Navigating travel in the future is going to take more than online research and a few clicks of the mouse. Just like you would not want to take on a court battle without an experienced attorney or try to diagnose yourself when you are suffering from an illness (a WebMD search can be cause for anxiety!), you shouldn’t plan travel without the assistance of an experienced, professional travel advisor. But, what you can expect to find is how they work and where to find a good one.
Finding a good travel advisor may be as simple as asking for a referral from a neighbor, family member, or friend, just like you would if you needed a plumber or hairstylist. If a person travels enough, they will likely have a long-term relationship with their advisor and will be happy to refer you. The other way to find a professional travel advisor is from ASTA (American Society of Travel Advisors) www.travelsense.org or from Virtuoso (a consortia that many of the most experienced advisors are members of) www.virtuoso.com. Both of these sources offer ways to search for an advisor by location near you, their area of expertise, or the type of travel you are looking to do.
So, you’ve found an advisor; what can you expect when working with them? To answer that, it’s best to understand how travel advisors work and how they get paid. Most advisors are independent contractors and/or small, independent business owners. They may own the travel agency, or they may work under the umbrella of an agency or host agency. Most important to understand, they work for you, their client. They get paid a commission from the suppliers they work with, hotels, cruise lines, tour operators, and some airlines, just to name a few. Commissions, when paid, are distributed post-travel. You are not being charged extra for the commission. Suppliers like to work with advisors and agencies because they ensure repeat business.
Most advisors these days also charge professional planning fees. Fees help ensure travel advisors are compensated for their work at the time of booking. For instance, if you are planning a complex itinerary with multiple trip components, flights, car rental, and three hotels in three different cities, many advisors charge an additional deposit which may apply to the final cost of the trip. That helps advisors to protect their time investment in the research and planning by discouraging clients from recreating custom itineraries on their own by booking directly. There might be a planning fee or cancellation fee. Fees will vary, but it’s a good idea to understand what the fees might be, and any good advisor is always happy to explain.
Travel advisors can save you money and add value to your trip. You can’t VIP yourself at a hotel or resort, but it’s likely your travel advisor can. They have built relationships with hotels, resorts, and suppliers over the years. Their contacts at the destination are happy to assist in doing things like upgrading a room or offering complimentary breakfast. If you are celebrating a birthday, anniversary, or another occasion, they can help make the moment even more special with a bottle of wine or chocolate-covered strawberries delivered to the room. Travel advisors can help you with travel insurance which is often overlooked or not valued enough.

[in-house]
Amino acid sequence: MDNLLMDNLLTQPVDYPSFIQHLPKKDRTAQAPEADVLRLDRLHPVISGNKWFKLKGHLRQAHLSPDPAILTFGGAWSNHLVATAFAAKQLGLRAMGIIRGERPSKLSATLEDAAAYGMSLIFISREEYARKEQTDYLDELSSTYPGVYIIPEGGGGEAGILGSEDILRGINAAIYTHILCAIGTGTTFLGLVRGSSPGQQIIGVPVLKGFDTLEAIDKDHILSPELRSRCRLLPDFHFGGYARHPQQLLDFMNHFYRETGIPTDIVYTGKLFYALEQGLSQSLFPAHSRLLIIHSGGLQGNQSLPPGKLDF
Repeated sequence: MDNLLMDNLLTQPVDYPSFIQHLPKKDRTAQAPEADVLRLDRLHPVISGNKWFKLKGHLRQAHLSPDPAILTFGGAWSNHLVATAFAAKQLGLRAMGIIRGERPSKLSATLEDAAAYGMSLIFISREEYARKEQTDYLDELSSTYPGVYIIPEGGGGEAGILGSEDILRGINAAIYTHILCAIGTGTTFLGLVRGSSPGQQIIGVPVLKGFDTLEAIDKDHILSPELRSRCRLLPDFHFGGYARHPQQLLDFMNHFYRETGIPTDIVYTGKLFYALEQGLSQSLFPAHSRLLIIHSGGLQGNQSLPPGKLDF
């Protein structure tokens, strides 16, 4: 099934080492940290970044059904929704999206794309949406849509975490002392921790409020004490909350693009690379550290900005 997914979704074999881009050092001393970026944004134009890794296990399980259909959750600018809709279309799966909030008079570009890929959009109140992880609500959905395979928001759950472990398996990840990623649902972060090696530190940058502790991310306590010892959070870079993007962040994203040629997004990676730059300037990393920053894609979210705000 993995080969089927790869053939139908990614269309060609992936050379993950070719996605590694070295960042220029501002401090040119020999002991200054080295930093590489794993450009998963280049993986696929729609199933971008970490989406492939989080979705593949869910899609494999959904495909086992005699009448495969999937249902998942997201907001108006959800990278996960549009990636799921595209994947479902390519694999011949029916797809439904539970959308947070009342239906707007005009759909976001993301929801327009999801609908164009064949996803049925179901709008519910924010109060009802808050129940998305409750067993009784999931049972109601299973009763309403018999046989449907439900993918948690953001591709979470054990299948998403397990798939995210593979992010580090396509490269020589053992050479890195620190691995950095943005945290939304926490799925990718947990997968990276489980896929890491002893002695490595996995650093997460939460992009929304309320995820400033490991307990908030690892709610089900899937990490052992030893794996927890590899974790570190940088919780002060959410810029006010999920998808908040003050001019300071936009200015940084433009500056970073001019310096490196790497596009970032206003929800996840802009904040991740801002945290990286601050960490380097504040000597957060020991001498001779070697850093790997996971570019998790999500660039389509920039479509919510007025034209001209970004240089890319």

I know many people enjoy the process of planning their own trip. They love reading up on a destination, watching YouTube videos, and plotting out the itinerary. It still behooves them to use a travel advisor in these instances, also. Having an expert pull it together can take the stress out of planning and save you money. They are on top of trends and policies, which will be very important in the post COVID travel world. If you were traveling in mid-March when the borders were closing, having an experienced travel advisor at the ready by email, WhatsApp, FaceTime, or Messenger was like have a nurse seeing you in the ER triage. The airline’s and supplier’s phones were jammed, but advisors were there seven days, morning, noon, and night working on getting their clients home.
The better an advisor understands your travel style and understands how your needs evolve; the easier trip planning will be. Be upfront about your budget and expectations. An experienced travel advisor is not a miracle worker. They want to help clients have a wonderful trip, but part of their job is setting expectations. You can’t have a champagne and caviar trip on a beer budget, so listen when they offer suggestions and advice. They are doing so with your best interests at heart. Travel advisors are amazing at finding special excursions or experiences such as cooking classes in Tuscany, private, behind-the-scenes tours at a museum in London, or cultural experiences like an in-home dinner with a family in Morocco. You likely will not find those on your own.
Travel advisors are all about relationships. The relationships they have with their suppliers are for your benefit. Advisors want to build relationships with you, their clients, for the long term. They are there for the engagements, honeymoons, babymoons, births & bereavements, changes of residence and job, and each time they work with you, they get to know a little more about you and create a spectacular trip for your enjoyment.
Barbara is the Founder of and a Luxury Travel Advisor at Journeys by the Book. To learn more or contact her for all of your traveling needs, visit www.journeysbythebook.com or email: Barbara.Khan@protravelinc.com. You can also find her on Facebook at https://www.facebook.com/journeysbythebook and Instagram at https://www.instagram.com/journeysbythebook/.
Thanks. This is really helpful info. And it does help to know how travel agents are compensated and valued for their expertise.